scientific font use

Jan's picture

A couple of days ago I watched a documentary on archaeologists digging in Egypt. They had pre-printed forms to take notes. Now, take a guess what the pre-printed font on those forms was. (hint: If they’d been digging in Switzerland it would have been Helvetica.)

apankrat's picture

Hahaha .. Papyrus ?!

Nick Shinn's picture

I doubt it was Egyptienne.

quadibloc's picture

Since long ago Egypt was a British colony, I would suggest Gill Sans. It's seen a lot of use on forms and the like in Britain.

Spire's picture

I know! It was this!

riccard0's picture

Egizio?

dtw's picture

On the subject of which, I always snigger when I see covers of this publication on the shelf of my local WHSmith.
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Ever since I chose to block pop-ups, my toaster's stopped working.

eliason's picture

Cairo? Karnak? Memphis? (Or FF Dig!?)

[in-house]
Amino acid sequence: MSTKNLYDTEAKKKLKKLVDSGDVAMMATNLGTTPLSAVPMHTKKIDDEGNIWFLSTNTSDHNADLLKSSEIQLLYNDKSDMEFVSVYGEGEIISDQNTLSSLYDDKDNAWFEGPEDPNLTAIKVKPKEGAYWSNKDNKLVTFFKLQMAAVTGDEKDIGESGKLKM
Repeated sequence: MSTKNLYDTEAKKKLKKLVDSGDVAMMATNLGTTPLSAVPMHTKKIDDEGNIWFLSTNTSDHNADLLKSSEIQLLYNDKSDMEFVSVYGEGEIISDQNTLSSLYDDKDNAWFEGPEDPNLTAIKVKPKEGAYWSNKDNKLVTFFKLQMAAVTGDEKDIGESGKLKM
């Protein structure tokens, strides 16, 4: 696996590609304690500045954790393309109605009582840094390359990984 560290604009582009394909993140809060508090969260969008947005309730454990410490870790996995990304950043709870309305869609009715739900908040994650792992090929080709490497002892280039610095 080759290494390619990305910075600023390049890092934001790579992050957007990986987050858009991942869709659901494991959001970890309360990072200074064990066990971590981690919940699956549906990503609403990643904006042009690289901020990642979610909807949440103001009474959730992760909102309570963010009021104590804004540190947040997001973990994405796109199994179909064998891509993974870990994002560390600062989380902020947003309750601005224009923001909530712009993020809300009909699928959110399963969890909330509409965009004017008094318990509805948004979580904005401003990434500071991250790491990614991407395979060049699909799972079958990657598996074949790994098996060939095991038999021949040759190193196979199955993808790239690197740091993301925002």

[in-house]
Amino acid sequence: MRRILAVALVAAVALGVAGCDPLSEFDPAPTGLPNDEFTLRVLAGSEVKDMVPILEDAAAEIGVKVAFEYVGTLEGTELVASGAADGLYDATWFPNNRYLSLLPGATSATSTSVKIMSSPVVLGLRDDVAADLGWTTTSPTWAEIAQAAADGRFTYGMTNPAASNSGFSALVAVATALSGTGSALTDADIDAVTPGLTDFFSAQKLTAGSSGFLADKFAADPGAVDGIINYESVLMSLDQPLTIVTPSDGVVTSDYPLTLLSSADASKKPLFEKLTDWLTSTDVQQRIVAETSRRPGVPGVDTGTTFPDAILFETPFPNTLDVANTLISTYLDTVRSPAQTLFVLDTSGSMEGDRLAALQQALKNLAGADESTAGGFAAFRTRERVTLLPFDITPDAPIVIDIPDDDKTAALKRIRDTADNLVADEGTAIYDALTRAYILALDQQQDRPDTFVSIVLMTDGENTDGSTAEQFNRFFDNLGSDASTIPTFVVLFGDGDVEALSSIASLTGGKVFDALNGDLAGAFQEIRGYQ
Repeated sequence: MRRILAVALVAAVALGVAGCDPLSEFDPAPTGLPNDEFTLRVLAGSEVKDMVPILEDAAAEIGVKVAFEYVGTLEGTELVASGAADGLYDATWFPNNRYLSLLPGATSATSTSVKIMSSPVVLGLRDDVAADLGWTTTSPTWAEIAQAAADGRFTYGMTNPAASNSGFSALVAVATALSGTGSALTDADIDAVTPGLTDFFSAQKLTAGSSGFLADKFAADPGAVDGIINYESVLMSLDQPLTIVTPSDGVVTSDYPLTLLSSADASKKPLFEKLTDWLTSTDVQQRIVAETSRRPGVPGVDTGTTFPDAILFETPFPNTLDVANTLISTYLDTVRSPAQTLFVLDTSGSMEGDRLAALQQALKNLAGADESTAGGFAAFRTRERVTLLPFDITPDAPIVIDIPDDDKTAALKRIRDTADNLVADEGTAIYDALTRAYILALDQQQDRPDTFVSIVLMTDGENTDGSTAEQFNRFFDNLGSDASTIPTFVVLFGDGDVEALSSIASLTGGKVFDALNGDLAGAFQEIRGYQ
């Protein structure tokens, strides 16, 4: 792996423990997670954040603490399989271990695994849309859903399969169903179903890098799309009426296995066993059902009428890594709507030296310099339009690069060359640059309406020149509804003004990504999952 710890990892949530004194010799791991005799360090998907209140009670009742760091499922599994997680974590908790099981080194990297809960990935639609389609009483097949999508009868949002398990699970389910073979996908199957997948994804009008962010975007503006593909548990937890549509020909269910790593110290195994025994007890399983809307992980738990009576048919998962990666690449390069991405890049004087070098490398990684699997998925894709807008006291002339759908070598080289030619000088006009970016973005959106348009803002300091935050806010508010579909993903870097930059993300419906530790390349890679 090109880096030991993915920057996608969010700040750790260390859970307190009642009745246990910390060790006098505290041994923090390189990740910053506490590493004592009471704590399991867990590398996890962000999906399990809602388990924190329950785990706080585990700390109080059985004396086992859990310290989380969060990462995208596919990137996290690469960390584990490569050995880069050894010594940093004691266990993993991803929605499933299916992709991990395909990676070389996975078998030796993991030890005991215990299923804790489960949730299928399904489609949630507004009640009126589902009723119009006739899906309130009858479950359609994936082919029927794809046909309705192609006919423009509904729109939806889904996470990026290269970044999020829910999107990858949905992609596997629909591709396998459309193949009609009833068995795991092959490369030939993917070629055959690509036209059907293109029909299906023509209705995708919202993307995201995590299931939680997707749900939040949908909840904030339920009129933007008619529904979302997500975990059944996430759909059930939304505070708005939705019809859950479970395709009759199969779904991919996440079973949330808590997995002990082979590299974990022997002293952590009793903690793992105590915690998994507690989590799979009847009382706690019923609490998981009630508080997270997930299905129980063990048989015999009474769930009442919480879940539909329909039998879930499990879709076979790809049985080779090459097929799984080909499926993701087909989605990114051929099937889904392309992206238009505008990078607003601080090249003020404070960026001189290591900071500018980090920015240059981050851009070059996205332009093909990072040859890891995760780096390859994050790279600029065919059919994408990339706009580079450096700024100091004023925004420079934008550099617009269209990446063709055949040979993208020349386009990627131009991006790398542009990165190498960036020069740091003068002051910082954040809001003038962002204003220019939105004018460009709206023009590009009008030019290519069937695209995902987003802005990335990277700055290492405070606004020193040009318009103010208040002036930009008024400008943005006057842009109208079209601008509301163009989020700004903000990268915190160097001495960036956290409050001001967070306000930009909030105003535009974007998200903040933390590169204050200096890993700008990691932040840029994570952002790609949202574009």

karinskij's picture

Oh, that magazine could do with some "minor" touch-ups!

Jan's picture

It was Papyrus (of course).

Egyptienne would probably be on the forms of archaeologists digging in London for remains of the 19th century.

Nick Shinn's picture

(of course)

?
The Latin name of Egypt is Aegyptus, which is nothing like papyrus.

Jan's picture

Nick, of course because it’s on every computer.
(My Helvetica-hint may have been a bit misleading.)
Egyptienne doesn’t walk like an Egyptian today like it did 200 (?) years ago.
For the amateur typographer Papyrus does.
Archaeologists should know about the egyptian fashion hype in the 19th century but a slab just doesn’t look egyptian today.

jacobsievers's picture

I don't know who this guy is, but he seems pretty angry.

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